This year’s annual trip to the Mobile World Congress 2016 in Barcelona was a strange one, because nobody seemed to be here for the mobile phones – myself included. Instead, smart devices and services dominated this year’s attractions. Of course, there were a few interesting mobile developments on display, but it was the Internet of Things that took centre stage (Matchbox are IoT integrators in case you were wondering).
They say you’re never more than six feet away from a rat… well, at the MWC this also applies to IoT exhibitions. From connected cars that monitor driver performance, to wearable tech that measures personal wellness, to refrigerators capable of logging a user’s biometric information; connectivity modules are being rammed into everything. I’m not quite sure I want to live in a world where my fridge judges me for eating that three-day-old Chinese takeaway and automatically orders a larger size of jogging bottoms, but it’s no use swimming against the tide. Particularly after that Chinese.
I’ve always had a couple of major issues with the Internet of Things. First of all, it’s a terrible, boring name. But my main gripe, whether you’re talking coffee machines that monitor your caffeine levels or a Netflix account that calls you racist, is that while the devices themselves worked well, the companion applications controlling them did not always delight. There is a persistent gap in the experience between connected hardware and software that leaves consumers frustrated.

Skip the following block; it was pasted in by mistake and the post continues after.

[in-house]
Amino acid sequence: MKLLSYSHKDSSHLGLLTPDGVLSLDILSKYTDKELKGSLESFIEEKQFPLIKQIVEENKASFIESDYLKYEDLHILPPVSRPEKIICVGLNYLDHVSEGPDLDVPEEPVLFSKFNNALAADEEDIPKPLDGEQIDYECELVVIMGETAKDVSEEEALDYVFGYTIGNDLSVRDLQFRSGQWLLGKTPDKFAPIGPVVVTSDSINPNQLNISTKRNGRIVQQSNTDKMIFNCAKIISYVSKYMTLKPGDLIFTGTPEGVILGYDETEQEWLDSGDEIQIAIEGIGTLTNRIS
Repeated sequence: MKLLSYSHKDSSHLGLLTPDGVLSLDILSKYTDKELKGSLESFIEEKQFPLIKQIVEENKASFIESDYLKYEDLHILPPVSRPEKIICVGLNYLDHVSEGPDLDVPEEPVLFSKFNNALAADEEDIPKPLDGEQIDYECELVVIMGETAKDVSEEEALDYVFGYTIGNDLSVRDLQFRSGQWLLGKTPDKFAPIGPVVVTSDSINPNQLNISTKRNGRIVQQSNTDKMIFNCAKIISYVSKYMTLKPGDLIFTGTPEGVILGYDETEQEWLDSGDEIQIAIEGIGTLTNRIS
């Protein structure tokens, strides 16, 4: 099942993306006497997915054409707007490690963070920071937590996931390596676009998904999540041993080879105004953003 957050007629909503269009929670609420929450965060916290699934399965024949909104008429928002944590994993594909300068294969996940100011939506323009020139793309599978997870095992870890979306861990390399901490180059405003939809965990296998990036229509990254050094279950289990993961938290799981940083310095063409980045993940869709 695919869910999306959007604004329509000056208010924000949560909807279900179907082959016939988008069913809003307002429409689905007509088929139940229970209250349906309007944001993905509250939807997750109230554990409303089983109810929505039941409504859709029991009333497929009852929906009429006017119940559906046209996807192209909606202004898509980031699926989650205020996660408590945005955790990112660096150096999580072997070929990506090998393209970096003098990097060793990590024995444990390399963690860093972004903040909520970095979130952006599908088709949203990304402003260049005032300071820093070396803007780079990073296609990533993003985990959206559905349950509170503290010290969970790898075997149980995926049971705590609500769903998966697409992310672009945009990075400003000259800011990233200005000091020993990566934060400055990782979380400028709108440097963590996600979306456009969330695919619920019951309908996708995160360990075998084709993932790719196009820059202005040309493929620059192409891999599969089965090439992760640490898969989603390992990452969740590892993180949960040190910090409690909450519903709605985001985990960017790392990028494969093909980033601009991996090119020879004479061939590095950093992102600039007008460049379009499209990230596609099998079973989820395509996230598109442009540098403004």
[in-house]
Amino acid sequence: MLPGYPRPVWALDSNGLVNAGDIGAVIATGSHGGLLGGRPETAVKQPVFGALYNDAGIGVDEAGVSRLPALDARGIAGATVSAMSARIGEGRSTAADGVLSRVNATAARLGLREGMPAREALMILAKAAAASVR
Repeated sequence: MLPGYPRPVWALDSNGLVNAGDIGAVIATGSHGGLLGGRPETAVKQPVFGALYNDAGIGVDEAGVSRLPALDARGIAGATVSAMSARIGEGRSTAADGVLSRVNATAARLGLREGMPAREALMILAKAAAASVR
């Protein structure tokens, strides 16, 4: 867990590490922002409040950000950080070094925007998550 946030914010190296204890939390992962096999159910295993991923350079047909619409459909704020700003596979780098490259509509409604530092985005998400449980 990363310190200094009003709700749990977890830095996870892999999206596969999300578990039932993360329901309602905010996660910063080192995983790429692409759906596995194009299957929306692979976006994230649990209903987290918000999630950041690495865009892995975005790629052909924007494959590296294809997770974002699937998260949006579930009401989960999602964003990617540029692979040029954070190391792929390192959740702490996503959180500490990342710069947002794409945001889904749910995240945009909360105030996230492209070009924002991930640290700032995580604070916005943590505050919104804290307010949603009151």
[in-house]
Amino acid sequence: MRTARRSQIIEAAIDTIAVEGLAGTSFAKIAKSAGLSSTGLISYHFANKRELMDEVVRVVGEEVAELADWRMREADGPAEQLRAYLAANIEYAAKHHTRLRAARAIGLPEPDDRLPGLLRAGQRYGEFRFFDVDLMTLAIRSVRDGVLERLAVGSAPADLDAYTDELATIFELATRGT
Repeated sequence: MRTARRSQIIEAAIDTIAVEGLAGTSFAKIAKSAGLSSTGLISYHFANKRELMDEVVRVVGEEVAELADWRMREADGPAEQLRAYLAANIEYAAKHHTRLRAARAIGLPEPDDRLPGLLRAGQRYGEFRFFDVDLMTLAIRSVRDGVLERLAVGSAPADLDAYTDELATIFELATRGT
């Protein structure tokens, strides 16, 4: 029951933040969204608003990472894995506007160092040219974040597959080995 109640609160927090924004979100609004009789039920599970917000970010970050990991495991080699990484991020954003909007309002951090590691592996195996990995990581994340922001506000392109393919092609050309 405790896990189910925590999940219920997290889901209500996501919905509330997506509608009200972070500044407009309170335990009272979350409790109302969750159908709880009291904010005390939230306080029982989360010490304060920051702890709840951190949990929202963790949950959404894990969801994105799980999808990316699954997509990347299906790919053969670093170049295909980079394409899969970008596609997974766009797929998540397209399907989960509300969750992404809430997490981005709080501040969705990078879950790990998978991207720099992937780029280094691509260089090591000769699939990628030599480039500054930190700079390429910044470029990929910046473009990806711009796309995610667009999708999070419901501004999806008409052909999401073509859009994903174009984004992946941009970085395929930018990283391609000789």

Smartphone apps are currently the primary touch point for smart home devices, of course, but the Amazon Echo has the potential to change that quite quickly. Voice activated multimedia systems are already prevalent, but the inclusion of Alexa – Amazon’s cloud-based voice service – could prove to be a game changer. Not only does this amazing little gadget enable you to order items without using your hands, it also allows you to control IoT devices in and around your home. It seems all of those films where a seductively-voiced computer responds to your every whim are about to come true.
Sorry, I drifted off there. So, let’s take a quick look at some of my personal MWC 2016 highlights:
Sigfox have described themselves as the ‘Switzerland of the Internet of Things’, which they claim is because they are neutral about which devices they’ll work with and has nothing whatsoever to do with their tax arrangements. The Sigfox stand included many IOT examples such as a beehive that tells you when it’s time to harvest honey, a weather vane that sends wind data to paragliders, and a beer tap which monitors the beer’s temperature and reports back. I can personally vouch for the efficacy of this particular product, having spent most of the afternoon rigorously testing it.
LG ROLLING BOT